Ticks are out in the woods and tall grasses all year long on the Gulf Coast. A tick is a small bloodsucking parasitic arachnid that may transmit diseases, such as Rocky Mountain spotted fever and Lyme disease. Even if they do not carry disease, they can be tricky to remove. If you plan to be out in the woods for any length of time, make sure to spray or rub on a repellent. If you choose to use a product containing the oil pesticide, DEET, make sure you know the risks. Do not use while pregnant. It is safer and less expensive to try a simple homemade oil as a tick repellent.
Repellent For Body:
Just mix together the following ingredients and rub it on your skin. I don’t measure the amounts. You just need something oily with a strong scent and that should keep ticks away or make them fall off while you’re out hiking, camping or geocaching.
- Oil- a carrier oil like apricot or jojoba
- Aloe vera gel
- Essential oil essence- peppermint or citrus. These are not the scents from the grocery store that are mixed with alcohol. You’ll probably need to get the oils at your local natural health store.
Repellent For Head:
If you don’t want to put oil on your scalp, you can try mixing essential peppermint oil and water and spraying it in your hair. Some people recommend spraying on lemon water, but if you use it in the sun often enough, it may lighten your hair.
Using repellent on children is especially important. Many children love to walk through and roll around in tall grasses and that makes them more susceptible to ticks. Caution: Peppermint may cause a strong burning sensation in young children or people with sensitive skin. Test the mixture in a small area first. Always make sure to avoid the eye area. For children under three years old, consult a health care professional before applying any type of repellent.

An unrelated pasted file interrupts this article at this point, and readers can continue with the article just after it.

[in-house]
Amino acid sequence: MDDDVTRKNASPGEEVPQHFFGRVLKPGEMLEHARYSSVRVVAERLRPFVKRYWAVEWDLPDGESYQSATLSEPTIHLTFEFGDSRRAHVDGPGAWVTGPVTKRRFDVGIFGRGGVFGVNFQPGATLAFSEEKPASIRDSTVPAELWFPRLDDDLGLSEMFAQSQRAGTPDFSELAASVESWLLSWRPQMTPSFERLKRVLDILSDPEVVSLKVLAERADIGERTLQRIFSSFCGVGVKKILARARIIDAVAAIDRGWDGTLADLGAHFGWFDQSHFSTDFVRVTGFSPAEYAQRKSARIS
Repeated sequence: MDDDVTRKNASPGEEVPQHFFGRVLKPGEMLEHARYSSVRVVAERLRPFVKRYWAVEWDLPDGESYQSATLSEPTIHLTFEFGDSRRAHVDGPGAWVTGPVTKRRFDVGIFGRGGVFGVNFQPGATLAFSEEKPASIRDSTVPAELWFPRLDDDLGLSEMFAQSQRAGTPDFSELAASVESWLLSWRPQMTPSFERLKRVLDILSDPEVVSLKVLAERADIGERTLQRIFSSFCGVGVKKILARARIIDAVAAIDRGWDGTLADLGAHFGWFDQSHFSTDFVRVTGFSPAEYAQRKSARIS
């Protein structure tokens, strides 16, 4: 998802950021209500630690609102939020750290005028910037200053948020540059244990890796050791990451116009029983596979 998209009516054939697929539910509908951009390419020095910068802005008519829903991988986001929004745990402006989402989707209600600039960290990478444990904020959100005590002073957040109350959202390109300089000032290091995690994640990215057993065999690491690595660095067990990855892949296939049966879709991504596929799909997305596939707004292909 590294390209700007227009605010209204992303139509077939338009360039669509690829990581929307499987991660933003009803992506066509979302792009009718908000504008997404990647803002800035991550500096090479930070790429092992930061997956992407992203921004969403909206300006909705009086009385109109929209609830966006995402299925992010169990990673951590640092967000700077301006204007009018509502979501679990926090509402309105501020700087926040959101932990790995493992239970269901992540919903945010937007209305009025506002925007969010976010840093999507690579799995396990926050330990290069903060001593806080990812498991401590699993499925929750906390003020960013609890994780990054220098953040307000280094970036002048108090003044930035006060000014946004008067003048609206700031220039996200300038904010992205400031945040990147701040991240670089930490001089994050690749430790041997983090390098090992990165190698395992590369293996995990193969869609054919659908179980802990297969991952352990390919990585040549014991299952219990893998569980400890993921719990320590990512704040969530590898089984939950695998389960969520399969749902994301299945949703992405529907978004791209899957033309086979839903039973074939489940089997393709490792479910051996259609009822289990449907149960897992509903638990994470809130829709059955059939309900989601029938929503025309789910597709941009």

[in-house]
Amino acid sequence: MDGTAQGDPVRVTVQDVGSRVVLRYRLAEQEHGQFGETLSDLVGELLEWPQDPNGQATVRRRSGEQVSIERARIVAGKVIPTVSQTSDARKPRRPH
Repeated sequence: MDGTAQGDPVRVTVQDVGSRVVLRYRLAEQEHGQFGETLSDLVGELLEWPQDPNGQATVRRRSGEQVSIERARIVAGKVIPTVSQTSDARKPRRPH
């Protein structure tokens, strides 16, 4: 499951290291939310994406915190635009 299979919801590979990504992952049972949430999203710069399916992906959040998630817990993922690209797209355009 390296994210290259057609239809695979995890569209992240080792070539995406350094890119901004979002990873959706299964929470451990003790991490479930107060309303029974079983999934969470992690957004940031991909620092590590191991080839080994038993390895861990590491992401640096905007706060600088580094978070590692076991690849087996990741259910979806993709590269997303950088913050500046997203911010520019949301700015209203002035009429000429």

If you still end up with a tick in your skin after using repellent, the best way to remove it is by grabbing it as close to your skin as possible with a pair of tweezers and pull straight out. Never twist or jerk when pulling. You don’t want to leave the head in your skin.
Go prepared and enjoy the great outdoors!
Pingback: Tweets that mention Tick Trouble | Outdoor Gulf Coast of Northwest Florida and Alabama -- Topsy.com
I’ve just thought about spraying Raid all over my clothes. Nothing else seems to work.
I hate those things! I try to check everyone whenever we come out of the woods but sometimes one will get by me and I end up picking it off someone.
I’ll take chiggers (red bugs) over ticks any day!
Having survived Rocky Mountain Spotted Fever, which involved 2 weeks in the hospital and about 7 months of recovery from various neurological effects, I can’t emphasize how important it is to be aware of ticks. My disease was transmitted in less than two hours the tick was on me, so don’t believe the websites out there that claim it is impossible to get diseases if the tick is removed in less than 24 hours. Note any tick attachments and keep a close eye out for fever and other symptoms within the space of around 10 days or so. Antibiotics will control the disease, but the longer you have it without them, the greater the chance of death or permanent disability.